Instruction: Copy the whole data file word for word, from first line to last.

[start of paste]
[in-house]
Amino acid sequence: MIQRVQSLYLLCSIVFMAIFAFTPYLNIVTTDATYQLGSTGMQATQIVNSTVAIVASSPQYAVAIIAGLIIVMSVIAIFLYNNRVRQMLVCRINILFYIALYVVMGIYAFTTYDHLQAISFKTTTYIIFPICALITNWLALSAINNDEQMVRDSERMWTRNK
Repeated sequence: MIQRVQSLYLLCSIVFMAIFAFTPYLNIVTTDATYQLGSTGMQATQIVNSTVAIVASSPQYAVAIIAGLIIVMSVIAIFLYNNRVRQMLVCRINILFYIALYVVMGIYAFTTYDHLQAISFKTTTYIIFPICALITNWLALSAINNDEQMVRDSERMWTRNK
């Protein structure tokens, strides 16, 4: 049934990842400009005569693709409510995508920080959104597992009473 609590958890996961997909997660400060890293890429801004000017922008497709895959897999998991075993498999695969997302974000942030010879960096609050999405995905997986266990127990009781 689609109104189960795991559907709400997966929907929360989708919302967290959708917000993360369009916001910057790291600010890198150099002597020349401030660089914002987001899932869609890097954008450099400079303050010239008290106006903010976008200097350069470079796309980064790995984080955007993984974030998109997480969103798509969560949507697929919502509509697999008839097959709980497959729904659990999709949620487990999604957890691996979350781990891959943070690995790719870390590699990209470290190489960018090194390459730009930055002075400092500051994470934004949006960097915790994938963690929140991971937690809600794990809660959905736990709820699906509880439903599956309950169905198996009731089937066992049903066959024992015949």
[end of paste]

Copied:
[in-house]
Amino acid sequence: MIQRVQSLYLLCSIVFMAIFAFTPYLNIVTTDATYQLGSTGMQATQIVNSTVAIVASSPQYAVAIIAGLIIVMSVIAIFLYNNRVRQMLVCRINILFYIALYVVMGIYAFTTYDHLQAISFKTTTYIIFPICALITNWLALSAINNDEQMVRDSERMWTRNK
Repeated sequence: MIQRVQSLYLLCSIVFMAIFAFTPYLNIVTTDATYQLGSTGMQATQIVNSTVAIVASSPQYAVAIIAGLIIVMSVIAIFLYNNRVRQMLVCRINILFYIALYVVMGIYAFTTYDHLQAISFKTTTYIIFPICALITNWLALSAINNDEQMVRDSERMWTRNK
């Protein structure tokens, strides 16, 4: 049934990842400009005569693709409510995508920080959104597992009473 609590958890996961997909997660400060890293890429801004000017922008497709895959897999998991075993498999695969997302974000942030010879960096609050999405995905997986266990127990009781 689609109104189960795991559907709400997966929907929360989708919302967290959708917000993360369009916001910057790291600010890198150099002597020349401030660089914002987001899932869609890097954008450099400079303050010239008290106006903010976008200097350069470079796309980064790995984080955007993984974030998109997480969103798509969560949507697929919502509509697999008839097959709980497959729904659990999709949620487990999604957890691996979350781990891959943070690995790719870390590699990209470290190489960018090194390459730009930055002075400092500051994470934004949006960097915790994938963690929140991971937690809600794990809660959905736990709820699906509880439903599956309950169905198996009731089937066992049903066959024992015949």